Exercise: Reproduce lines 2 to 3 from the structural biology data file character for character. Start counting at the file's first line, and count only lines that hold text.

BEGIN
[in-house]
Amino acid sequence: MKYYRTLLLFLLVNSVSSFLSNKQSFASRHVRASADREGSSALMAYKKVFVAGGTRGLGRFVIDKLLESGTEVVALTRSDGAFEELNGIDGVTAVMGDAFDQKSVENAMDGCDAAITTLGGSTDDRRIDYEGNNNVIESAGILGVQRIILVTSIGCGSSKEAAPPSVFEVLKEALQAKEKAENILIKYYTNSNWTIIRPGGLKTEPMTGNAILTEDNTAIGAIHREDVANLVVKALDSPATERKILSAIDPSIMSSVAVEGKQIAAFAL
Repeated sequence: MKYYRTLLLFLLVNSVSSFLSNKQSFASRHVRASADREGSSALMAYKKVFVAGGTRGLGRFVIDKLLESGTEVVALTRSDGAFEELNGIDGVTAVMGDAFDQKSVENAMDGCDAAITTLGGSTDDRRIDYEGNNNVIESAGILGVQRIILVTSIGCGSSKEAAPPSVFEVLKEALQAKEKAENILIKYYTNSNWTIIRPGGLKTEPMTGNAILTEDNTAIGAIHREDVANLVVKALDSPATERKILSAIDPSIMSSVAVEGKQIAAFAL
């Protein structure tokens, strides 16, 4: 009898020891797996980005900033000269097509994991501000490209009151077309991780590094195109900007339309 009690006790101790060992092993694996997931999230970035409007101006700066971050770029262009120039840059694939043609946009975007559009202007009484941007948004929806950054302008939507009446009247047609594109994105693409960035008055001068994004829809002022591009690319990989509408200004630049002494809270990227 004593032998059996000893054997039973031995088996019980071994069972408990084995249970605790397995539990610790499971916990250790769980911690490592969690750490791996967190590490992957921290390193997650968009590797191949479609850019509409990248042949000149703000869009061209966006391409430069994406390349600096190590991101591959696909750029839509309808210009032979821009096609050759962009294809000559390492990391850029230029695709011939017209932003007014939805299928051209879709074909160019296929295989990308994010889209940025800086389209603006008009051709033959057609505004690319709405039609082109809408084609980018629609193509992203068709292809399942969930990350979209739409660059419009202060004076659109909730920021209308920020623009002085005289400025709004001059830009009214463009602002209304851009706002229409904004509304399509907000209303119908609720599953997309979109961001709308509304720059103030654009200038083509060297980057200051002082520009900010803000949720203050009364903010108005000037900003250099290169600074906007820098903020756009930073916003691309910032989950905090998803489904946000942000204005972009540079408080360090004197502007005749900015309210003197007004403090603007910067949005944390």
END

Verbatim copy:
Amino acid sequence: MKYYRTLLLFLLVNSVSSFLSNKQSFASRHVRASADREGSSALMAYKKVFVAGGTRGLGRFVIDKLLESGTEVVALTRSDGAFEELNGIDGVTAVMGDAFDQKSVENAMDGCDAAITTLGGSTDDRRIDYEGNNNVIESAGILGVQRIILVTSIGCGSSKEAAPPSVFEVLKEALQAKEKAENILIKYYTNSNWTIIRPGGLKTEPMTGNAILTEDNTAIGAIHREDVANLVVKALDSPATERKILSAIDPSIMSSVAVEGKQIAAFAL
Repeated sequence: MKYYRTLLLFLLVNSVSSFLSNKQSFASRHVRASADREGSSALMAYKKVFVAGGTRGLGRFVIDKLLESGTEVVALTRSDGAFEELNGIDGVTAVMGDAFDQKSVENAMDGCDAAITTLGGSTDDRRIDYEGNNNVIESAGILGVQRIILVTSIGCGSSKEAAPPSVFEVLKEALQAKEKAENILIKYYTNSNWTIIRPGGLKTEPMTGNAILTEDNTAIGAIHREDVANLVVKALDSPATERKILSAIDPSIMSSVAVEGKQIAAFAL